The U.S. Fish and Wildlife Service today announced that the theme of the 2019-2020 Federal Duck Stamp will be “Celebrating our waterfowl hunting heritage.” This theme requires entrants in the 2018 Duck Stamp Contest to include one or more visual elements that reflect the contributions waterfowl hunters make to habitat conservation.
James Hautman of Chaska, Minn., painted the artwork that became this year’s stamp following a contest last fall that attracted 152 entries. The stamp shows three Canada geese flying in formation over a wheat field.
The geese flew in last week and are now available for purchase here! Take a look at them and check out our great prices by clicking on the 'New Arrivals' link, or click on 'Federal Duck Stamps > RW81 - RW84'.
James Hautman, an artist from Chaska, Minn., is the winner of the 2016 Federal Duck Stamp Art Contest. The announcement was made today by U.S. Fish and Wildlife Service Deputy Director Steve Guertin at the annual contest, held at the Academy of Natural Sciences in Philadelphia.
Los Angeles, CA – Animal Planet will premiere the award-winning film, THE MILLION DOLLAR DUCK, on Wed., Sept. 14 at 9PM ET/PT as part of Animal Planet Presents, the network’s programming event featuring the best of films from top filmmakers that explores a wide range of topics that include animal rights, conservation and animal welfare. THE MILLION DOLLAR DUCK dives into the wonderfully eccentric world of the Federal Duck Stamp Contest—the only juried art competition run by the U.S. government – which follows six artists as they compete in the most intense competition of their life. Directed by Brian Golden Davis, THE MILLION DOLLAR DUCK received the coveted Audience Award for Best Documentary Feature in addition to the Jury Award for Documentary Feature at the 2016 Slamdance Film Festival.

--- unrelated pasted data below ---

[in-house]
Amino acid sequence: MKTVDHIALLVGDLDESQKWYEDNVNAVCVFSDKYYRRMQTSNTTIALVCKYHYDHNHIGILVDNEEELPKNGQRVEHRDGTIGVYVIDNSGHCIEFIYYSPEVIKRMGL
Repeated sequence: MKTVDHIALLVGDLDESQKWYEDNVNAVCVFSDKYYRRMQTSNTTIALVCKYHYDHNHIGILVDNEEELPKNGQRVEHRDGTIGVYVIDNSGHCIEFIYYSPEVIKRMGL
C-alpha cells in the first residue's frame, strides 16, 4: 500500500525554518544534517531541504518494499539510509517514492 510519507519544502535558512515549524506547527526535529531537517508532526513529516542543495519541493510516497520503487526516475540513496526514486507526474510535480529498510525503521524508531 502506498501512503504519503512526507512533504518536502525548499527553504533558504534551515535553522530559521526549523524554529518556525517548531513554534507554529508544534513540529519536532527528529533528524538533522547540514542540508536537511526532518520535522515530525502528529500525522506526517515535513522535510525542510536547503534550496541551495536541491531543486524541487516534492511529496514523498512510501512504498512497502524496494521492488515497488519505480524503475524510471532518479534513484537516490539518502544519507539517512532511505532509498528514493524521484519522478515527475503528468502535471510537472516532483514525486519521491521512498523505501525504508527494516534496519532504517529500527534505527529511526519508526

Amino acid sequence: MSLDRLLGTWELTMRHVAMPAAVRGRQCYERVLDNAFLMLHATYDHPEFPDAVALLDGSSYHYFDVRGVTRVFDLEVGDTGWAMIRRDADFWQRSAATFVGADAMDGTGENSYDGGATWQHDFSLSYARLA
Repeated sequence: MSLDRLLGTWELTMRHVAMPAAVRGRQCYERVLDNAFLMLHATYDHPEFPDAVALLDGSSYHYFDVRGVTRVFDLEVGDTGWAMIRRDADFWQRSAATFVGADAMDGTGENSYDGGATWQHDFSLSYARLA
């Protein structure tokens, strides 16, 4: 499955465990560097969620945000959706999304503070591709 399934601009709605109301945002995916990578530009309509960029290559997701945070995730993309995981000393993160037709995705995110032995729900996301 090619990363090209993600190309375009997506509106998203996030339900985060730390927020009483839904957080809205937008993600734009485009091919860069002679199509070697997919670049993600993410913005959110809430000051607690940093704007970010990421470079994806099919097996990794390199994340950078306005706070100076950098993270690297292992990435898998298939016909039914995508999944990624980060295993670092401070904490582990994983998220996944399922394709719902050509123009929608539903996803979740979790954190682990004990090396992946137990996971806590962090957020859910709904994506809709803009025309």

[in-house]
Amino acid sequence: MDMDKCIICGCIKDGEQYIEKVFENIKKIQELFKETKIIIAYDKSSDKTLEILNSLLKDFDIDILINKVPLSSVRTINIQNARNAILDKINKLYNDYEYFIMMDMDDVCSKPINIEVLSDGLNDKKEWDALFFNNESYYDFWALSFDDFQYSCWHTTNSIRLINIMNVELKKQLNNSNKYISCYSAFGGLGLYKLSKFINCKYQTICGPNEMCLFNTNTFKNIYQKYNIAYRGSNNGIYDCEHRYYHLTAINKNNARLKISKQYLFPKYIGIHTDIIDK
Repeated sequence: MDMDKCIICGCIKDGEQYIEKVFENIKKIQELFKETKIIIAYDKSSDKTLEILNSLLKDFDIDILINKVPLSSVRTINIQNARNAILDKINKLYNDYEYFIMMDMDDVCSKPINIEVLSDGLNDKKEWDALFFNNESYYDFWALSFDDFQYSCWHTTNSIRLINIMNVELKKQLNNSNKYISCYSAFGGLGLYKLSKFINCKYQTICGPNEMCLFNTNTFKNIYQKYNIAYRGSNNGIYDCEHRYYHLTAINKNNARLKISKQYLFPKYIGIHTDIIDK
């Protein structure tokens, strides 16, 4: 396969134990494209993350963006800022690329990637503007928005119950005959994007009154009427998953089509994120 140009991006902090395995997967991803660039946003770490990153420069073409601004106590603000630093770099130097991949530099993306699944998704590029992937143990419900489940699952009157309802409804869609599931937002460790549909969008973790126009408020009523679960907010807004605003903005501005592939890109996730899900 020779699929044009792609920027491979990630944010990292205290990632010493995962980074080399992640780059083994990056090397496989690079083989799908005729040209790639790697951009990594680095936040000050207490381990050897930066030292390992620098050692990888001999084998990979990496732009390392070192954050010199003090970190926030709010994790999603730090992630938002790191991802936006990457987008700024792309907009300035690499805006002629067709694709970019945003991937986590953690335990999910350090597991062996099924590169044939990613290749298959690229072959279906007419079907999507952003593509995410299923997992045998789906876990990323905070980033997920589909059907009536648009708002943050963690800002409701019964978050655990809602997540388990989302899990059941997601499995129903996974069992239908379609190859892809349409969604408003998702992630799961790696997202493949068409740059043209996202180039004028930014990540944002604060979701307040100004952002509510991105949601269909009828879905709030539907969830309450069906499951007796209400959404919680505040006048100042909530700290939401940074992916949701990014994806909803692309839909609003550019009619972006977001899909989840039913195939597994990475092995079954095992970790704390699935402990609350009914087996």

Joseph Hautman, of Plymouth, Minnesota, won the 2015 Federal Duck Stamp Art Contest on 19 September with his acrylic painting of a pair of flying Trumpeter Swans.
A trio of brothers from Minnesota made history today as they took the top three spots in the 2015 Federal Duck Stamp art contest. The announcement was made by Jerome Ford, U.S. Fish and Wildlife Service (Service) Assistant Director for Migratory Birds, at the annual art contest, held at the National Conservation Training Center in Shepherdstown, W.V.
Duck stamp devotees are going to face “sticker shock” next year.
That’s because Congress has finally agreed to a big price increase for the federal government’s migratory bird hunting and conservation stamps.
The stamps, required by duck hunters and popular with stamp collectors, will increase by a whopping $10 next year — to $25.
The stamps have remained priced at $15 since 1991.
Next year’s federal duck stamp will feature the work of a western New York artist.
Jennifer Miller of Olean (Allegany) saw her acrylic painting of a pair of ruddy ducks emerge from a field of 186 entries as the winner of the 2014 Federal Duck Stamp Art Contest.
When the new United States federal duck stamp is issued June 27 in Washington, D.C., no artist-signed pane will be offered.
Adam Grimm, an Ohio native who now lives in Burbank, S.D., is the winner of the 2013 Federal Duck Stamp Art Contest.